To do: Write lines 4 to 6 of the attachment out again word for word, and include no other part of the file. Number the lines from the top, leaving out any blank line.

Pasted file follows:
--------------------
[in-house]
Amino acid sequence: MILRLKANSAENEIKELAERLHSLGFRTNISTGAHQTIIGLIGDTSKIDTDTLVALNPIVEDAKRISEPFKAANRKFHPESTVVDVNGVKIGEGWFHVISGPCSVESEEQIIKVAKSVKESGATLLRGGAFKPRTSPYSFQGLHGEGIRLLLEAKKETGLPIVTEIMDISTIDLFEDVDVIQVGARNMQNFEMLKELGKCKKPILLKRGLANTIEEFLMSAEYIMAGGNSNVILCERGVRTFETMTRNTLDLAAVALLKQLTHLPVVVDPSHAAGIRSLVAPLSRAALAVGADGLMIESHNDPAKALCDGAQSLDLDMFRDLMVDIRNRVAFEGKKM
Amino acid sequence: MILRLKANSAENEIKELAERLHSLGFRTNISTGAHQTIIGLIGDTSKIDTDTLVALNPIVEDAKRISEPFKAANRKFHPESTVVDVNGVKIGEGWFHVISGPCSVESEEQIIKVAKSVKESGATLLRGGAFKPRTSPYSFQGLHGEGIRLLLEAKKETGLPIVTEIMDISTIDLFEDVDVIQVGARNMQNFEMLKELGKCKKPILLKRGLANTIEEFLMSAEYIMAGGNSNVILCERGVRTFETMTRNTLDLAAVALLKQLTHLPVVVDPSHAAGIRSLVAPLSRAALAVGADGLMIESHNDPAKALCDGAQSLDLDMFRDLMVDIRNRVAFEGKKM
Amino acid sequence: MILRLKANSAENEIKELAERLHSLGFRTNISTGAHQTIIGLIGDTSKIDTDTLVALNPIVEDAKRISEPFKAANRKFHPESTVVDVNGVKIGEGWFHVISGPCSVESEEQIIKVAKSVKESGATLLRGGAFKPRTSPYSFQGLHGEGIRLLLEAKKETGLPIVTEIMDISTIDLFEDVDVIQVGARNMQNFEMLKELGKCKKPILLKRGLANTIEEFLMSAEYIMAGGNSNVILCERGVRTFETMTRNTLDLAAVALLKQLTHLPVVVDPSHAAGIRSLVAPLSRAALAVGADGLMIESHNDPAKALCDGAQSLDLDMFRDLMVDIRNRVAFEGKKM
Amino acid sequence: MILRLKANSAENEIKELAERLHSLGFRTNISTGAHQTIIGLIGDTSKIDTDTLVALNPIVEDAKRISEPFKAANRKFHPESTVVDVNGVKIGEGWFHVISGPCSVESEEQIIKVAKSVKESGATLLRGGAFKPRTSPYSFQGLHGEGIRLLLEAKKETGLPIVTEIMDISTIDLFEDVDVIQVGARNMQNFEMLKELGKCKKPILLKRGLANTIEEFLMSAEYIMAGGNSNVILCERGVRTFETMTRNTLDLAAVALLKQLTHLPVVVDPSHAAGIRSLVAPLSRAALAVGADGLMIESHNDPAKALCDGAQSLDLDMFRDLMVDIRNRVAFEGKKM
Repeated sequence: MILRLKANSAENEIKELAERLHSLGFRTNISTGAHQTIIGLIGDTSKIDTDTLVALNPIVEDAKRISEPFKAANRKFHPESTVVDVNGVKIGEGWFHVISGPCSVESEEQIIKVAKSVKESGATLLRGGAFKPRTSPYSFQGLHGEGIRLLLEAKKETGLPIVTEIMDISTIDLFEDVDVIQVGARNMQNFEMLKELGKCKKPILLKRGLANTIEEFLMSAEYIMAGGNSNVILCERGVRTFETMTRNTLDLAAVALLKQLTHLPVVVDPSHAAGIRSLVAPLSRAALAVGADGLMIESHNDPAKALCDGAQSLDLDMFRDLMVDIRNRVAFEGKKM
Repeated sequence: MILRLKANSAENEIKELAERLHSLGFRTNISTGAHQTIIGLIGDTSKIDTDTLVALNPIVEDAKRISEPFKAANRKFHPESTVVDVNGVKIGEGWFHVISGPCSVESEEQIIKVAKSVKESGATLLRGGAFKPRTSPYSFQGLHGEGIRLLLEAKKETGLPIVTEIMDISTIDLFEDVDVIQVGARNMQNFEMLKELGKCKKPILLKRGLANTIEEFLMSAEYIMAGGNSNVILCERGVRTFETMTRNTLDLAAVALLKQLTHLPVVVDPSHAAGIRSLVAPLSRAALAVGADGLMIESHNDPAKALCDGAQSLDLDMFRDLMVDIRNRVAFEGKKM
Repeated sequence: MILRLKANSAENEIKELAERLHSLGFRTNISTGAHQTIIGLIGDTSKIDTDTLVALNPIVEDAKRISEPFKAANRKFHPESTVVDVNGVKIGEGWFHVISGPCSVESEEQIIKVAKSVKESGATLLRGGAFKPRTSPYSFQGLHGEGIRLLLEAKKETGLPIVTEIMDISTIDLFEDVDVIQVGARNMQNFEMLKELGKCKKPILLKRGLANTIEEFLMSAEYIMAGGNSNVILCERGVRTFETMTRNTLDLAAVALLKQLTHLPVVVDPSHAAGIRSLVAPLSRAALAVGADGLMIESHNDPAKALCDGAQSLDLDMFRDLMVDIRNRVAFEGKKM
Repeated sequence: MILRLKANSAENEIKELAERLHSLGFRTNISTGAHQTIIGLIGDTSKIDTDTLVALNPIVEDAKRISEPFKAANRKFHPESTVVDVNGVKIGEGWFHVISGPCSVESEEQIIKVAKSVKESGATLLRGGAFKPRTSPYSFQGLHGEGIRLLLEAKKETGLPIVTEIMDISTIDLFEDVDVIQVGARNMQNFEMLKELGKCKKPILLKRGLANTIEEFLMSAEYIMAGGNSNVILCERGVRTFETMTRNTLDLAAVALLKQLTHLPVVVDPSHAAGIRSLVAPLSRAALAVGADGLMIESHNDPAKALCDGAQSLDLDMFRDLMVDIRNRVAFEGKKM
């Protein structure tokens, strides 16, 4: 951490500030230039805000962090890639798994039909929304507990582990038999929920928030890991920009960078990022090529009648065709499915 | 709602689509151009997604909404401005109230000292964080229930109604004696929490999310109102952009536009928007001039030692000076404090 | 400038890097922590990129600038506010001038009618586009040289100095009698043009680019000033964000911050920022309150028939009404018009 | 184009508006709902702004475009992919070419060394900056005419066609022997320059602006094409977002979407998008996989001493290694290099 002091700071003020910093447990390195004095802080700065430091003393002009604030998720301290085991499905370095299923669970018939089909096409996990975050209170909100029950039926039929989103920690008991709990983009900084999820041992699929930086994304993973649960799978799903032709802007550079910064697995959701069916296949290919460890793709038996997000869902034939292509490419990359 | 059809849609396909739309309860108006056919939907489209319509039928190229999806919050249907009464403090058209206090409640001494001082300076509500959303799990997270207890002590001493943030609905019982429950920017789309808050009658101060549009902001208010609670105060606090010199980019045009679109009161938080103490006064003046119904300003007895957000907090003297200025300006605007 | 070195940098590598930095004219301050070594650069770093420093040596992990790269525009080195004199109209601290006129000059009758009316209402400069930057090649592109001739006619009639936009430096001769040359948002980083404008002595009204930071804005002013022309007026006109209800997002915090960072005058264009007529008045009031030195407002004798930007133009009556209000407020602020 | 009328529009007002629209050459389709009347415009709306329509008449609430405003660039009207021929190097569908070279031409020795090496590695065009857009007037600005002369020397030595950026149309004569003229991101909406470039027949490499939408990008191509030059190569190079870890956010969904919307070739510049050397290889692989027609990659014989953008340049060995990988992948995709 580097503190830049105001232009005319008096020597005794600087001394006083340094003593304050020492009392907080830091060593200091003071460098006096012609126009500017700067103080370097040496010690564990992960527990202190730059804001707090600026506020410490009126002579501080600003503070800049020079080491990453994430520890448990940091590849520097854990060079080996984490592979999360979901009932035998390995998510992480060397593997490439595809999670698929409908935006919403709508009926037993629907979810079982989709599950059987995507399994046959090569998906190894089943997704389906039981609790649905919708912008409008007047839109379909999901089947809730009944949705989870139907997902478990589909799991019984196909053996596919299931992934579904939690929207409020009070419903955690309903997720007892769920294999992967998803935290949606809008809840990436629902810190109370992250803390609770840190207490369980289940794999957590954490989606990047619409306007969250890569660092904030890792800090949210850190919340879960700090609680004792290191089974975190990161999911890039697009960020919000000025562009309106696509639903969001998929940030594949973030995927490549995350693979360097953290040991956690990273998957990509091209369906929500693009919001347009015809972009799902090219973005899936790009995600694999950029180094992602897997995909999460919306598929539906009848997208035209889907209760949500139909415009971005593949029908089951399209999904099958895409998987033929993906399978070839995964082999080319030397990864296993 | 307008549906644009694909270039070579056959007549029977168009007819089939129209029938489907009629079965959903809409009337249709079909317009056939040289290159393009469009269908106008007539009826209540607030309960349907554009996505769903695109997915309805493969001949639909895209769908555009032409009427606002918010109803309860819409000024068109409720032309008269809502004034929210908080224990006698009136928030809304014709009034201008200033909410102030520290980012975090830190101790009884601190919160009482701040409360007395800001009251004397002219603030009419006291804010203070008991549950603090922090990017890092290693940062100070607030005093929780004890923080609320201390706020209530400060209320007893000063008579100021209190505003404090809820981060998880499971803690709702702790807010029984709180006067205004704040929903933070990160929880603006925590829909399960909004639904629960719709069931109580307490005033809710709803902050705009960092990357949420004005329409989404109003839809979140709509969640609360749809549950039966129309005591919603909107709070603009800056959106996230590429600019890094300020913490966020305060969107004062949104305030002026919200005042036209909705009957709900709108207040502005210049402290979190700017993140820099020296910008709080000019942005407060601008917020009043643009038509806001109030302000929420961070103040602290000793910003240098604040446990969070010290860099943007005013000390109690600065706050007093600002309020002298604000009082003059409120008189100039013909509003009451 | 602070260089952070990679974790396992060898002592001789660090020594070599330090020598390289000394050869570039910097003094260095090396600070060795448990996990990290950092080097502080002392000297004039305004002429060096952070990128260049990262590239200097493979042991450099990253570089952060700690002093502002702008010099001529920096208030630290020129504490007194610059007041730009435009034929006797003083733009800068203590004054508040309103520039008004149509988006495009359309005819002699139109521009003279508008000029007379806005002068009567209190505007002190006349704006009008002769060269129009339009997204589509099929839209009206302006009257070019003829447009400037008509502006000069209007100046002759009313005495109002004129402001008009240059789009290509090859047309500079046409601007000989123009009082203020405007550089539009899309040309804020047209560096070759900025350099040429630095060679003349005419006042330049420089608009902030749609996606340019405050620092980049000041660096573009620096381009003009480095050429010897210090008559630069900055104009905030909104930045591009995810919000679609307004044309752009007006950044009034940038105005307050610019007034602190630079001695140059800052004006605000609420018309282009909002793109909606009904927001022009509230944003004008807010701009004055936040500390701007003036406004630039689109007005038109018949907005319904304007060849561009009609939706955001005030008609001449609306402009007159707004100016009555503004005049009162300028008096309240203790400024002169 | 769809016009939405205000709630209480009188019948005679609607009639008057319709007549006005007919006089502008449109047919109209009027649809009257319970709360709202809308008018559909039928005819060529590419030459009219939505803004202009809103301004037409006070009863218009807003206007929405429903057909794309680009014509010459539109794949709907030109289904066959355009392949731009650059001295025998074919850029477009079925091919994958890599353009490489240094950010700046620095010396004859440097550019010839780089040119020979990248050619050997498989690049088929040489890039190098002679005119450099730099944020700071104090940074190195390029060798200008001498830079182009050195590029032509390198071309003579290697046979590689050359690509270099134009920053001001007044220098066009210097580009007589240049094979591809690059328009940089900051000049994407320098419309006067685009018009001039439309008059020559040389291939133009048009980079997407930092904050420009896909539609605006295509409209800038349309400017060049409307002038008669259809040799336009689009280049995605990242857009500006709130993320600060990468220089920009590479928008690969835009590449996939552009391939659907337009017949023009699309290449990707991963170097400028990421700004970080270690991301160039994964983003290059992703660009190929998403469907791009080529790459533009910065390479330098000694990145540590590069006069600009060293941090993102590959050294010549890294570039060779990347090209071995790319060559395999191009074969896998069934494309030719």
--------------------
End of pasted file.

Amino acid sequence: MILRLKANSAENEIKELAERLHSLGFRTNISTGAHQTIIGLIGDTSKIDTDTLVALNPIVEDAKRISEPFKAANRKFHPESTVVDVNGVKIGEGWFHVISGPCSVESEEQIIKVAKSVKESGATLLRGGAFKPRTSPYSFQGLHGEGIRLLLEAKKETGLPIVTEIMDISTIDLFEDVDVIQVGARNMQNFEMLKELGKCKKPILLKRGLANTIEEFLMSAEYIMAGGNSNVILCERGVRTFETMTRNTLDLAAVALLKQLTHLPVVVDPSHAAGIRSLVAPLSRAALAVGADGLMIESHNDPAKALCDGAQSLDLDMFRDLMVDIRNRVAFEGKKM
Amino acid sequence: MILRLKANSAENEIKELAERLHSLGFRTNISTGAHQTIIGLIGDTSKIDTDTLVALNPIVEDAKRISEPFKAANRKFHPESTVVDVNGVKIGEGWFHVISGPCSVESEEQIIKVAKSVKESGATLLRGGAFKPRTSPYSFQGLHGEGIRLLLEAKKETGLPIVTEIMDISTIDLFEDVDVIQVGARNMQNFEMLKELGKCKKPILLKRGLANTIEEFLMSAEYIMAGGNSNVILCERGVRTFETMTRNTLDLAAVALLKQLTHLPVVVDPSHAAGIRSLVAPLSRAALAVGADGLMIESHNDPAKALCDGAQSLDLDMFRDLMVDIRNRVAFEGKKM
Repeated sequence: MILRLKANSAENEIKELAERLHSLGFRTNISTGAHQTIIGLIGDTSKIDTDTLVALNPIVEDAKRISEPFKAANRKFHPESTVVDVNGVKIGEGWFHVISGPCSVESEEQIIKVAKSVKESGATLLRGGAFKPRTSPYSFQGLHGEGIRLLLEAKKETGLPIVTEIMDISTIDLFEDVDVIQVGARNMQNFEMLKELGKCKKPILLKRGLANTIEEFLMSAEYIMAGGNSNVILCERGVRTFETMTRNTLDLAAVALLKQLTHLPVVVDPSHAAGIRSLVAPLSRAALAVGADGLMIESHNDPAKALCDGAQSLDLDMFRDLMVDIRNRVAFEGKKM